Marine Park fight rages on
THE man in the hotseat believes reducing prawn trawling in the Solitary Islands Marine Park will not make much difference to the State’s prawning industry.
NSW Environment Minister Frank Sartor, who was in Coffs Harbour yesterday to address the 2010 Waste Conference, said the much-anticipated review of the SIMP would be put on public consultation ‘within days’ and would remain on exhibition for two months.
The Minister said the Government was proposing increasing the sanctuary zones from 12 per cent to 20 per cent of the park, rather than the 33 per cent recommended by researchers, and was making fishing easier around Groper Island as well as reducing some prawn trawling.
He said he had been ‘a little surprised’ by the feedback so far on the review, which consisted of ‘pretty minor’ changes except for the sanctuary zone expansion.
“If the department has made the wrong decisions, we will reconsider it,” he said, going on to accuse Coffs Coast National Party politicians of being ‘devoid of moral fibre’ and indulging in ‘polemics’ over the issue.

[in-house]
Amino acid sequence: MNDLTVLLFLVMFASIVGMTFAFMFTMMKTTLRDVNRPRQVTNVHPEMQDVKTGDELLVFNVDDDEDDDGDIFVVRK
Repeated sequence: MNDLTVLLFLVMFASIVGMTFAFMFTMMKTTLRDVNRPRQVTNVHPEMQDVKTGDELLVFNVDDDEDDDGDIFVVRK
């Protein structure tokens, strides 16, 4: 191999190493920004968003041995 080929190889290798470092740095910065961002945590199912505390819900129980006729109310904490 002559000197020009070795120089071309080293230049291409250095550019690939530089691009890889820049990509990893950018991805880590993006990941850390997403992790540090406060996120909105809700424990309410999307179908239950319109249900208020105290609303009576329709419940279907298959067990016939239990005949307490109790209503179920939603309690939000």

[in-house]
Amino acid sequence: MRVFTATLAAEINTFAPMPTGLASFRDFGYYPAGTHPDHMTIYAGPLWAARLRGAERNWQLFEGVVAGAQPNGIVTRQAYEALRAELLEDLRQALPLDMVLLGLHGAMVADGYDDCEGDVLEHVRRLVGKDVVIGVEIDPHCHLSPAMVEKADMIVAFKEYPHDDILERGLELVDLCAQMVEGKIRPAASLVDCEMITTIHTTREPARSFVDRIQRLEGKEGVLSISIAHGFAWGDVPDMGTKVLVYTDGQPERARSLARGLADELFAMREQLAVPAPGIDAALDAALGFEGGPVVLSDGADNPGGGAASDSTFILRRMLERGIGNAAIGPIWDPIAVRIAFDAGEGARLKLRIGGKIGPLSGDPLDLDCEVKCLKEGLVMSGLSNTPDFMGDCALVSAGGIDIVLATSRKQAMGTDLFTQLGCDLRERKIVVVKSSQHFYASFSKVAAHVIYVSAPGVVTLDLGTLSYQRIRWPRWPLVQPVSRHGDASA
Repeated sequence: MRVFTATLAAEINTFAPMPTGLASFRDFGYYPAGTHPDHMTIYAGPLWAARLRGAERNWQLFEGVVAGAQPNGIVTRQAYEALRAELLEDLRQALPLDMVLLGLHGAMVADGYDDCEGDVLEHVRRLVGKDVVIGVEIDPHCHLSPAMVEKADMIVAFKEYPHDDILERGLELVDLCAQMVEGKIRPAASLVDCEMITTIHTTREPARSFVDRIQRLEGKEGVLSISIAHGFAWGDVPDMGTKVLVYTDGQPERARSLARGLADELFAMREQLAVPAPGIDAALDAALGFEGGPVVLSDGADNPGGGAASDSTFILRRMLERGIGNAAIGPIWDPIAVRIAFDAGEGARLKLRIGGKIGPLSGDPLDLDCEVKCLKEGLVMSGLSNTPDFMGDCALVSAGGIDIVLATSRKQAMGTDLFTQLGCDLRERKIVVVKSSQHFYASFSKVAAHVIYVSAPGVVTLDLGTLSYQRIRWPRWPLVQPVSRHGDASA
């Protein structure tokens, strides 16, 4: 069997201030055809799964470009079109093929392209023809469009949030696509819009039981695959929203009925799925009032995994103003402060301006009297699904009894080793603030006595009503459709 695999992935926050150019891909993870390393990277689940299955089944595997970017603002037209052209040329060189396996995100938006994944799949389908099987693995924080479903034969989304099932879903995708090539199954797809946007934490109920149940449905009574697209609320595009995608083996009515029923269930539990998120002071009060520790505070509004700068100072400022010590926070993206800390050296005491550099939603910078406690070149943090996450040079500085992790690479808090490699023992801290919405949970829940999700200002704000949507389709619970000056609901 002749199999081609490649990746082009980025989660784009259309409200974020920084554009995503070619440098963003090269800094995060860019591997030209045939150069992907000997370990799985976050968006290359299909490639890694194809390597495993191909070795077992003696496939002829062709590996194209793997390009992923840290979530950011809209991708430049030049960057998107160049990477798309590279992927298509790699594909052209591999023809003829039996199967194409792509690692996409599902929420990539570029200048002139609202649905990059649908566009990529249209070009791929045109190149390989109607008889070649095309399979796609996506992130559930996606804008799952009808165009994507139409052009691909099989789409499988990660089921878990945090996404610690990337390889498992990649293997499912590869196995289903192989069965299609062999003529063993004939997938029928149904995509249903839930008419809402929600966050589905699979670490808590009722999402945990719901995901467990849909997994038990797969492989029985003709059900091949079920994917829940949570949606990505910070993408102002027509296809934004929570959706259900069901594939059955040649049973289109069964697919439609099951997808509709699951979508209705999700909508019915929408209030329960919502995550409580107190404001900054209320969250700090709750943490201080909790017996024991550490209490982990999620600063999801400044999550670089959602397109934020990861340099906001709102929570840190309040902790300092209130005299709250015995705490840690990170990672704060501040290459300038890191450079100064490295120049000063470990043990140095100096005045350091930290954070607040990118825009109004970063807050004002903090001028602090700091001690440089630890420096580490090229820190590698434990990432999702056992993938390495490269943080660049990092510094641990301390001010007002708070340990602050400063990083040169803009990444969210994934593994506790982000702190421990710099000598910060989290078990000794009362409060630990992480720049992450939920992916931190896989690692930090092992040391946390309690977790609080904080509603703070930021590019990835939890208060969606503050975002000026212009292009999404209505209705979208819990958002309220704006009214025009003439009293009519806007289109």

Mr Sartor said the (coastal) area covered by the Solitary Islands Marine Park was minor compared to the offshore fishing areas under Commonwealth control, and the NSW government had no intention of creating more than the four marine parks already in existence.
Coffs Coast recreational anglers are worried about the location of the new sanctuary zones, while commercial fishers are simply worried their livelihoods will disappear as more of the park is locked up .
The Minister said while there was anecdotal evidence the quality and quantity of marine life in the SIMP was improving; CSIRO research paper style proof was years away because it took 12-20 years for marine parks to show scientifically verifiable changes.
“But the evidence from overseas is overwhelming,” Mr Sartor said.